Sporting Films: Ron Shelton tells our stories

I’ve played a lot of sport in my life. In no order, Rugby, cricket, athletics, football have all dragged something from me. Then there’s the individual stuff like weights, boxing training etc. I loved them all as a participant however crap I was. Now I love them as a spectator.  There’s something about the shared experience of sport, and also the company of men that made the pain worth while.

I broke fingers, ankles, tibular; I dislocated fingers and shoulders. I now suffer with arthritis. It was all worth it for a few hours with men that are still friends, despite not having seen them for years. I know if / when seeing a few of them that when we meet over a beer, there will be a common bond.

This bond is the meat and drink of thousands of men around the world that play games for the love of it, or for a few that get paid for it. That it is such a common subject, it is surprising that there are so few genuinely memorable movies that really capture the essence of sport. The sound as a ball is hit perfectly by foot or bat, the realisation that you’re going to make a diving left handed catch; the ache the next day. Most importantly the chatter around sport. The interaction of men around sport.

The thing about sporting interaction is that we can all spot a liar. The man who doesn’t really understand football but knows how many assists Lampard has grabbed for Chelsea this year. The man who doesn’t know boxing but talks about how great “Sugar Ray” was, despite not knowing there were two.

Perhaps this is why there are so few great sport focused artists. Scorsese might or might not love boxing,  but he made a great film focussed on boxing with Raging Bull. Scorsese however was a genius. A Bradman, Babe Ruth or Pele, he would have made it in many trades. He didn’t necessarily feel boxing in that way that a few authors clearly did.

Boxing might be an exception to the rule. Kid Galahad, Fat City, The Champ, Million Dollar Baby and an awful lot of other fiilms all hit on the madness and ongoing drive of professional boxing. The sport works within a camera frame. It is, essentially, a cinematic sport.

Other sports struggle by comparison There’s no really great cricket film, although Lagan is a good post colonial tale. Football is poorly served. Rugby has “This Sporting Life” but that’s really a “kitchen sink” drama based around sport, rather than being about sport.

If you really want to know about sport, and about the men that play it, you’ve got to find yourself a Ron Shelton fillm. Shelton never quite made it as a baseball player. Years in the minor leagues gave him perspective, an ear for male interaction and an understanding of an impossible dream.

His greatest film is Bull Durham, which has the unique combination of Kevin Costner as a handsome, charismatic, worldly and attractive lead; Susan Sarandon as a seriously sexy baseball philosopher cum groupie and Tim Robbins an idiot with a god given thunderbolt for a right arm

What it really gets right however, what is repeated through White Men Can’t Jump and Tin Cup are the things that always draw us back to sport. The chat between colleagues. The competition. The pathos. The failure. The mirage of success and then a golden second of success itself.

Sport  has an essential truth at its heart that Shelton understands. For something that doesn’t really matter, it’s sometimes the most important thing in the world. Think about it. The ball nestled in your fingers. Humidity in the air. You had too much to drink the night before, but you know the guy down the other end leaves a gap when he plays a cover drive, and you’re going to  swing it though the gate.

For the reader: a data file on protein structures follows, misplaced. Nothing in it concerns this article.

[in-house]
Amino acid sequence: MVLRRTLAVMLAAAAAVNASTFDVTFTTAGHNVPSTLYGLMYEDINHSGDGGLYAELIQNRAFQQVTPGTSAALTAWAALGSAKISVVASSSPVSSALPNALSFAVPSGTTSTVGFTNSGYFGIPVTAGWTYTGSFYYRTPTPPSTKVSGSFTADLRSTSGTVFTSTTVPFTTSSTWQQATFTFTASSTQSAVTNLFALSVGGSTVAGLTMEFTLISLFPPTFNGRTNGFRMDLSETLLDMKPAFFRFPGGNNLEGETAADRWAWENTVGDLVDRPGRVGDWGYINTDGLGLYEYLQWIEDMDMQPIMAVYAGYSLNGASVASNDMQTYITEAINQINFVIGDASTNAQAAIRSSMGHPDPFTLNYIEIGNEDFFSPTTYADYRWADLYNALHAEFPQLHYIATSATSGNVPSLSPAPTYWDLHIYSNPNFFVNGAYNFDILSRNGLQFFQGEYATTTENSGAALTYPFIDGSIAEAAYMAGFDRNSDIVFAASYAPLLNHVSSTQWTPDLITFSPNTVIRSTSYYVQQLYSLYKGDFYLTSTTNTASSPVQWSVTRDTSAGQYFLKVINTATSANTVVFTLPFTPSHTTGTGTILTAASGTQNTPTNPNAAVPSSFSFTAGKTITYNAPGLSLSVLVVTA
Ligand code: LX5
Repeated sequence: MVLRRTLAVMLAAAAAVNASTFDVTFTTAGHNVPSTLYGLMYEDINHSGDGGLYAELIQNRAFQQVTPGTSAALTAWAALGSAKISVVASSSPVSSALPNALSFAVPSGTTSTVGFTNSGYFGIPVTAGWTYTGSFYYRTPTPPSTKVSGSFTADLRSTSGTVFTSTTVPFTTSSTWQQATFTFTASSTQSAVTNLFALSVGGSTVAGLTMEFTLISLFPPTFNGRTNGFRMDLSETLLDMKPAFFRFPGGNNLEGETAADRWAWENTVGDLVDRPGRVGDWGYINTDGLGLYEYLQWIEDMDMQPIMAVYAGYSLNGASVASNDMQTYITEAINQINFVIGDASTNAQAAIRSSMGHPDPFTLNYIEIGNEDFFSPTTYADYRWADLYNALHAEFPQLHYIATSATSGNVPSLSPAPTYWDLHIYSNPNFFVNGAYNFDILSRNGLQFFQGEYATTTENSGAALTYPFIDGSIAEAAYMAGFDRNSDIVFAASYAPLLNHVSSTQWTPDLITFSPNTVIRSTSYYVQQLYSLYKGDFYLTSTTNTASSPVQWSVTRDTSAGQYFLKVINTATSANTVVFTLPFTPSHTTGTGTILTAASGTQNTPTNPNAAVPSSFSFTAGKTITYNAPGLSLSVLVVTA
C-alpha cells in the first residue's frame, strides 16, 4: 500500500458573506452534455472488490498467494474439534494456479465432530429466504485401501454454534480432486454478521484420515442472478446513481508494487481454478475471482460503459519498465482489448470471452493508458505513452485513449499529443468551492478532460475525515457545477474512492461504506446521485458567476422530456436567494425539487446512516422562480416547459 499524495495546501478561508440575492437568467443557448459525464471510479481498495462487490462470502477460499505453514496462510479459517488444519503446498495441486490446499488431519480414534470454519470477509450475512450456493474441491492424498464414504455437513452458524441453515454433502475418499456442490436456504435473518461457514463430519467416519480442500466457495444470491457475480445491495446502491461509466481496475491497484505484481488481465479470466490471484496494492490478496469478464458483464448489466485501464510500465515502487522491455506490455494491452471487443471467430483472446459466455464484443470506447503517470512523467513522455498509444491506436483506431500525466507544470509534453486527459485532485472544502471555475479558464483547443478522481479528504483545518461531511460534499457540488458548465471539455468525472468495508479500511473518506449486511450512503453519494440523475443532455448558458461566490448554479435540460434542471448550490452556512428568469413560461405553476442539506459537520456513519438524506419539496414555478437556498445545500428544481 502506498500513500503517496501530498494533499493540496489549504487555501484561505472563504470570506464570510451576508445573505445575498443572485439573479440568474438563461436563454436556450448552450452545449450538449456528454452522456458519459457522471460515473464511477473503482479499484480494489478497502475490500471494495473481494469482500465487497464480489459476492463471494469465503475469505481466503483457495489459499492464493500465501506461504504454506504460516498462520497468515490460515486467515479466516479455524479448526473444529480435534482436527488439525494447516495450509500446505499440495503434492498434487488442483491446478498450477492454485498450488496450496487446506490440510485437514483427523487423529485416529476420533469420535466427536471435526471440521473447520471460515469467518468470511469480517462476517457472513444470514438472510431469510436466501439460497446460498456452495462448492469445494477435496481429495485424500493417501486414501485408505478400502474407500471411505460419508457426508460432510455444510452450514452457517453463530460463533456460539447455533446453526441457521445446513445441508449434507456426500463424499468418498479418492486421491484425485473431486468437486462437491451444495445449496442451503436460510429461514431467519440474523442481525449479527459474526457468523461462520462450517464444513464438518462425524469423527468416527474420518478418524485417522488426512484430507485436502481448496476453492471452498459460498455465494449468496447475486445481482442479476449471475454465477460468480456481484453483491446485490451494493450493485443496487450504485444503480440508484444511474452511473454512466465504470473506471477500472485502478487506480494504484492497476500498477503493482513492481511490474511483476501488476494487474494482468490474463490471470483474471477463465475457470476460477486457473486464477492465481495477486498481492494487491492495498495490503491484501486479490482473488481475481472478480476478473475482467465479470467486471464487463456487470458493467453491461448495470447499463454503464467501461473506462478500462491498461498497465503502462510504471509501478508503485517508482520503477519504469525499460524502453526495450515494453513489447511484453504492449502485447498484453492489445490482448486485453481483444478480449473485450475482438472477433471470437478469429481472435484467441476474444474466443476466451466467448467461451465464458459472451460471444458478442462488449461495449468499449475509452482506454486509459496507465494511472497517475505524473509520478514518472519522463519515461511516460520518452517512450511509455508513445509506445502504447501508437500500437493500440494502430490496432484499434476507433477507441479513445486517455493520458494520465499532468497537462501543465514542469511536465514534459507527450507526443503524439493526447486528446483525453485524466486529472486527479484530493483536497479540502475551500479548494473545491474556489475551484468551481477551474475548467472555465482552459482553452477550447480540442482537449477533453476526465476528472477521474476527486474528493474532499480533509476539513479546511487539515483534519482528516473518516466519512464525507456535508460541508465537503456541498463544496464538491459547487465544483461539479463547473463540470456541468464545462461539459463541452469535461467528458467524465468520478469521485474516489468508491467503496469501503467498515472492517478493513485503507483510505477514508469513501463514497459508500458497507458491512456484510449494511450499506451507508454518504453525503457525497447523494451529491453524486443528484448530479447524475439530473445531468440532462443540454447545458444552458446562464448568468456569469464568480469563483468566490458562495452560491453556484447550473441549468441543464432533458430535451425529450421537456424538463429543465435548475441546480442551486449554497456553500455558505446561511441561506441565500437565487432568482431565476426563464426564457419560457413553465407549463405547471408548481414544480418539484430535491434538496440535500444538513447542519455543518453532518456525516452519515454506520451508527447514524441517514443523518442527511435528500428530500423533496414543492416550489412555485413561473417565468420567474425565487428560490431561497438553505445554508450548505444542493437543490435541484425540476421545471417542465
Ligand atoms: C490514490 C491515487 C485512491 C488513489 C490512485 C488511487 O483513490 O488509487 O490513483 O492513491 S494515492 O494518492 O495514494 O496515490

Shelton gets 10 minutes out of that. The internal questions; the nervous chatter between players. The fear that the other side are going to take you out of the game. Then the camera focuses on the 1:1 conflict.

Strangely for films that are fairy tales, Shelton hits on a truth, That grown men play sport to believe in the miraculous., Whether it’s the last ball in your bag for a miraculous chip; beating a legendary team, or going a full season unbeaten, Shelton knows the targets we sportsmen set ourselves and why we surround ourselves with men that will cut us to the quick wit cruel humour then rebuild us with sympathy when we need it.

Crash Davis’ lament for “the show” is perfect – as is the way they all stop when they hear how good he was. Just like we do when we find out “old fred” played against Sobers.

Yeah, I was in the show. I was in the show for 21 days once – the 21 greatest days of my life. You know, you never handle your luggage in the show, somebody else carries your bags. It was great. You hit white balls for batting practice, the ballparks are like cathedrals, the hotels all have room service, and the women all have long legs and brains”

A example worthy of Shelton. My nickname for years in cricket was “state” because I was always in one. I was pretty good and got a lot of wickets, but regularly got slagged off for being hungover and not concentrating. Then my wife and I split up and nothing was said. Nothing until the end of the season. I took 3 wickets and scored 30 runs on a very hot day. On my birthday. I bought a jug of beer as is traditional. One of my fellow bowlers asked how old I was. I was 29. He said, “fucking hell, no wonder she left you, you’ve had a hard paper round”. We choked on our beers.

Shelton couldn’t have scripted it better. Jezza then bought be drinks for the end of the night.

We never made the show, but we were good enough, for a little while.


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